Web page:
At what age does an IEP end?
I know what you’re thinking. “21!” is what you want to yell out. And that’s what I thought. Then a friend asked me about this. She is a knowledgeable and well-respected advocate. And I think that she was thinking that she was being gaslighted with IEP misinformation.
Ok, maybe you’re in Michigan, so then you’re thinking in your head “25!”
Turns out, it is state specific.
And, it turns out, it is another one of those things that is not specifically listed in IDEA. One of those things that I just assumed was in there. But since I never had to actually look it up before, I didn’t know.
Check out this memo from OSEP from 2002. Yes, it is over a decade old, but the information remains the same.OSEP-letter-about-IEP-age
The letter from OSEP starts out giving guidance about funding, and to what age funding will continue. Then at the bottom, they give a list of all 50 states, and to what age they include that student in Special Education.
I think what is important here is the phrasing of “can include…” which is very different from “must include….” A state can offer FAPE beyond 18, but they are not mandated to do so from IDEA. Your state’s department of education website should have more information. I won’t ramble on and on about this since this is directly from OSEP.
We ‘have to’ end the IEP.
If the team is trying to exit a student from an IEP before they are exiting the school district (graduating), evaluations must be done. Also, keep in mind that there are no “have tos” with this. And that is something that comes up a lot. “We have to do this….” or “We have to do that…”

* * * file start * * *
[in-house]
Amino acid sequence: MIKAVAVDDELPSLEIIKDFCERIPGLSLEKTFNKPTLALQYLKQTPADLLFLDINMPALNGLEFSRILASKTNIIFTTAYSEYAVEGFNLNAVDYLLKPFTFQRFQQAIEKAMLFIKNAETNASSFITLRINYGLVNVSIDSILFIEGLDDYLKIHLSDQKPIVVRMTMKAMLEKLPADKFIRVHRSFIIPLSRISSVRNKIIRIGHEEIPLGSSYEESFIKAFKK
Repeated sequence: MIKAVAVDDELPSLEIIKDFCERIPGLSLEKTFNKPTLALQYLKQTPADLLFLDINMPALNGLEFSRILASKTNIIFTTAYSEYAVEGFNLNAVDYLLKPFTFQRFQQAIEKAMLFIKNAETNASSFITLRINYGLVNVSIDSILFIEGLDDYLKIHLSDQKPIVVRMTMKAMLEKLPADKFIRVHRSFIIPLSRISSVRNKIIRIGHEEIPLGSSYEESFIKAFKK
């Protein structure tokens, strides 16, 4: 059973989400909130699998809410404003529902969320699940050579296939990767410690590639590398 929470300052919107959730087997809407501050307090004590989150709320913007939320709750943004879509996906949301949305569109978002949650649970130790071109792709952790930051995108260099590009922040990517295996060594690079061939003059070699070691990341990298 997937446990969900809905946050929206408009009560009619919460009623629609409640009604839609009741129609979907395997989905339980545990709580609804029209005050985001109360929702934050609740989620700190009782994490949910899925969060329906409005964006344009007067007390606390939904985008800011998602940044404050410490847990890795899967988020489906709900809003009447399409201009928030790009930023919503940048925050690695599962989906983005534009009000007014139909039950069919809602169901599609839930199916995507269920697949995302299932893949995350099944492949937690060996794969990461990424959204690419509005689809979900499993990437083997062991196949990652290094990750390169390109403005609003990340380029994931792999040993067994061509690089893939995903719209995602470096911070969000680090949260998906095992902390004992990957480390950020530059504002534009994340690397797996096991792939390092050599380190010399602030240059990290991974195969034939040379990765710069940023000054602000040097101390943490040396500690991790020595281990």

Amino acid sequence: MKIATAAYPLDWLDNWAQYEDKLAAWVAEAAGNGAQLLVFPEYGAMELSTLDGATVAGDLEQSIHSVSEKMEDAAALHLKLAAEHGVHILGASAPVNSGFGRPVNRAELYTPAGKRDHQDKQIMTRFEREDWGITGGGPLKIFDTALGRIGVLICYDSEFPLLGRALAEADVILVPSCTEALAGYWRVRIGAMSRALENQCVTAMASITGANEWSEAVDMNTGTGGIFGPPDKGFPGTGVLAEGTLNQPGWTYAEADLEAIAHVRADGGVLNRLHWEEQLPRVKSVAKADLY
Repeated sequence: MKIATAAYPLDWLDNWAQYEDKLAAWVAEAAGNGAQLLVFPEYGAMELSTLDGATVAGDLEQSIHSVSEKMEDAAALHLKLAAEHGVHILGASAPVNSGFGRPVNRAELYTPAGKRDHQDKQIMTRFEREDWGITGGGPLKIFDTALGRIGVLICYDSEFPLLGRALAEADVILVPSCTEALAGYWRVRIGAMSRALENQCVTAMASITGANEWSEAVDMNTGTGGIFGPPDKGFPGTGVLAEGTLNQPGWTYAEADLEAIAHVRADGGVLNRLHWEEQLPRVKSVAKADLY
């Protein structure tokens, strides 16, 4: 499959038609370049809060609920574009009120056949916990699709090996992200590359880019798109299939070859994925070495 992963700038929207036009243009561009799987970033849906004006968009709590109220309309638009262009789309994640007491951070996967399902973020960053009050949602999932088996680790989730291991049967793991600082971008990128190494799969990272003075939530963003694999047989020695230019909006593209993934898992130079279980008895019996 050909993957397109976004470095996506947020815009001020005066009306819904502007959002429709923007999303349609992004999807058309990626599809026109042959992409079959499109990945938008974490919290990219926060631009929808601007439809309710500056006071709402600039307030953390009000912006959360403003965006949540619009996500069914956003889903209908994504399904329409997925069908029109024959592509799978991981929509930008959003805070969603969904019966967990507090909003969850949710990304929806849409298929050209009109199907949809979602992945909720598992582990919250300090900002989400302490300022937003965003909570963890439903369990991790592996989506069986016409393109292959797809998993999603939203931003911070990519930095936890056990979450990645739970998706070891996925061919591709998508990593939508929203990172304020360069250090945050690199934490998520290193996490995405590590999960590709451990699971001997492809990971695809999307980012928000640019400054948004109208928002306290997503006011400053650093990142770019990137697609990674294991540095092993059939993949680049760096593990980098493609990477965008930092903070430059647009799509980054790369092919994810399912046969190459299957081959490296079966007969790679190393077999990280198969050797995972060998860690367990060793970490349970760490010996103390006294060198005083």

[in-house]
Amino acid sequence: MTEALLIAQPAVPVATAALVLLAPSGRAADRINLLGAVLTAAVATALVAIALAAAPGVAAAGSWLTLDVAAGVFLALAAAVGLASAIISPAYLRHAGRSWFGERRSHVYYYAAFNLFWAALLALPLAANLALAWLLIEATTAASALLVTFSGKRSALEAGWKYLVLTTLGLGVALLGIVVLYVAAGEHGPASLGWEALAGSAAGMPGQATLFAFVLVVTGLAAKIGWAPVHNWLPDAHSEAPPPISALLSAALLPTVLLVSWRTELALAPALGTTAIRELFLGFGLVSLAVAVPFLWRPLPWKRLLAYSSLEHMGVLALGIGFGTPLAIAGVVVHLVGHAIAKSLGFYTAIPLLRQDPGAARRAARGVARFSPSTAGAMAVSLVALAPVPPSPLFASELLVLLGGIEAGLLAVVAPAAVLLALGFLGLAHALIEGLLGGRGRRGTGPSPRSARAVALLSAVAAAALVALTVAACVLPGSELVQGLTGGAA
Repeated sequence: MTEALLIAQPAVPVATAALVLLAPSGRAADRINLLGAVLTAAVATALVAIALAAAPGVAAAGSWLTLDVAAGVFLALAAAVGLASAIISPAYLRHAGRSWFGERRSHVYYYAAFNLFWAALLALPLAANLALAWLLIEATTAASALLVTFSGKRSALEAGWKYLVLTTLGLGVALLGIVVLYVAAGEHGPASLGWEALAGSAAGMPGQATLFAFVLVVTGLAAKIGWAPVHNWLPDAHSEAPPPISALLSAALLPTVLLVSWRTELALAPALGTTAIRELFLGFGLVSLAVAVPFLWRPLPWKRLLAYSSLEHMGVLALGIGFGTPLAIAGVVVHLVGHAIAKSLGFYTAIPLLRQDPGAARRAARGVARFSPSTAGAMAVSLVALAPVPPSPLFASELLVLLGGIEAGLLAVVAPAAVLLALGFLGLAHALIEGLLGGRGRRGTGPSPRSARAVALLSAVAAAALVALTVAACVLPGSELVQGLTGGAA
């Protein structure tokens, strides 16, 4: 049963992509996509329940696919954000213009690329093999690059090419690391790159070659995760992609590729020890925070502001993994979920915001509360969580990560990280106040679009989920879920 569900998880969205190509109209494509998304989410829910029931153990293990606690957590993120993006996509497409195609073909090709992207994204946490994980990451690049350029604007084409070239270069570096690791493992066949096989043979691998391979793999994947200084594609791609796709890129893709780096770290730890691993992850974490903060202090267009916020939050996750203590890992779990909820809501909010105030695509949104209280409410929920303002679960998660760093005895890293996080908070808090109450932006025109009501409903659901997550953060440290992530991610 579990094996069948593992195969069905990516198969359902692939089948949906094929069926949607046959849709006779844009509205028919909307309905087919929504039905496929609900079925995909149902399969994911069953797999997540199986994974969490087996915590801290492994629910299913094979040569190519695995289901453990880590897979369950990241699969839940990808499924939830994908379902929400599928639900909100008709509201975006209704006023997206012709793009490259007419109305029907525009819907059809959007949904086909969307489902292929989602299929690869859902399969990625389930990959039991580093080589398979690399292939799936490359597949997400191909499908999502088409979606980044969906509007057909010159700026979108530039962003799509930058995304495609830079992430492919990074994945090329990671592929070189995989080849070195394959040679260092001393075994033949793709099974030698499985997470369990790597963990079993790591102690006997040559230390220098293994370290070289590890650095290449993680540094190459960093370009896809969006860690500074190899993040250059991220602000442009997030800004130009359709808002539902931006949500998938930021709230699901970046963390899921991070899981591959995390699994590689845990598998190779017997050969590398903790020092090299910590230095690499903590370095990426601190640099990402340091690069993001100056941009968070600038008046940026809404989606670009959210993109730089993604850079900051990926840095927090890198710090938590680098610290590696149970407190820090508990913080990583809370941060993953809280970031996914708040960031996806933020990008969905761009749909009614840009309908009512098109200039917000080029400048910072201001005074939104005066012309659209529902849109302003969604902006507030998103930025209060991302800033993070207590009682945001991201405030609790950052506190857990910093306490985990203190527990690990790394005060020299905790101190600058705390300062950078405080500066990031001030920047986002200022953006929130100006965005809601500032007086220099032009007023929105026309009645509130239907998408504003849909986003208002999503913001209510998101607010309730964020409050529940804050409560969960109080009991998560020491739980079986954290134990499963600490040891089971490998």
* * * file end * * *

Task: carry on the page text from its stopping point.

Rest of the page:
No, they don’t. They do not “have to” move the child to a 504 in high school. If the child is being exited from an IEP and they are not graduating, then generally one of two situations has occurred:
- They can access and benefit from their education with just accommodations. The student no longer requires specialized instruction or special education to achieve this.
- The student has caught up to their peers in skills and abilities and no longer requires special education.
A student can have an IEP up until the day of their graduation, and still get a 504 in college. One does not prohibit the other. A student does not “have to” walk into college with an already prepared 504 from their high school.
And there you go! As always, check your state’s regs for specifics and keep a good paper trail in the event you find yourself in a dispute.